So he decided he could coach and train his team to play intensely for the full the length of the court, all the time. They pressed, they trapped, they challenged every pass, even the inbound pass. And the team began to win. They beat everybody in fact, even making it all the way to a national tournament. And you know what this success did? It absolutely incensed the other coaches – the ones with the bigger, more skilled players. I’d expect it’s doing it to some of you now. Kids leagues often have rules against these things. In our Upward Basketball league, here at First Baptist, you’re not allowed to play full court defense because apparently that’s not the “churchy” way to play basketball.
But if you want to beat Goliath, you defy convention. You play by different rules.
We see it in David.
First, verses 48-49 describe the climactic moment in the story. V. 48:“The Philistine drew nearer, and David ran quickly toward him… And then V. 49: “He took out a stone, slung it, and struck the Philistine on the forehead…” We normally focus on v. 48 with sling and stone finding its mark, but it’s actually verse 49 that beats the giant: “When the giant drew near, David ran at him.” David didn’t approach slowly, carefully, circling, watching. He ran at him.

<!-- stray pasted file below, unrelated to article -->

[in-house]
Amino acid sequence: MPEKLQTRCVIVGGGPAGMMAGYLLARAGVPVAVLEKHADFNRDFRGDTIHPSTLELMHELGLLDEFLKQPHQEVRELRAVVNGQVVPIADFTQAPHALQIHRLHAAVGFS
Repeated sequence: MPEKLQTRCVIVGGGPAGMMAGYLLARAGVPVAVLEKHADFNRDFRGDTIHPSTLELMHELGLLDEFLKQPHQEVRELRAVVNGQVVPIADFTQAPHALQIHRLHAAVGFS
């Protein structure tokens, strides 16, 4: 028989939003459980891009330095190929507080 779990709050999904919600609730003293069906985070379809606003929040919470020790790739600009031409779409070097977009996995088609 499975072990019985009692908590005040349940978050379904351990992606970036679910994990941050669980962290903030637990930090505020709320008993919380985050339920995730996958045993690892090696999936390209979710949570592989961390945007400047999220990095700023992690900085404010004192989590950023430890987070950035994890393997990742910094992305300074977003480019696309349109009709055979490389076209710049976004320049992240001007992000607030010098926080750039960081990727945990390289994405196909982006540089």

Which he can do because he breaks a second rule, defies a second convention: David is unencumbered by armor. He’s offered Saul’s armor but he sloughs it off like an 8 yr old taking off church clothes later today. Meanwhile, earlier in chapter 17, we are given a detailed description of Goliath’s armor. We’re told how large it is, how heavy it is: “A helmet of bronze on his head, a coat of mail… a javelin of bronze slung between his shoulders… his spear’s head weighed six hundred shekels of iron.” Goliath is fully outfitted with all the weaponry of the age, but David defies it all, relying instead on instinct, a sling and five stones, and of course a deep and abiding faith.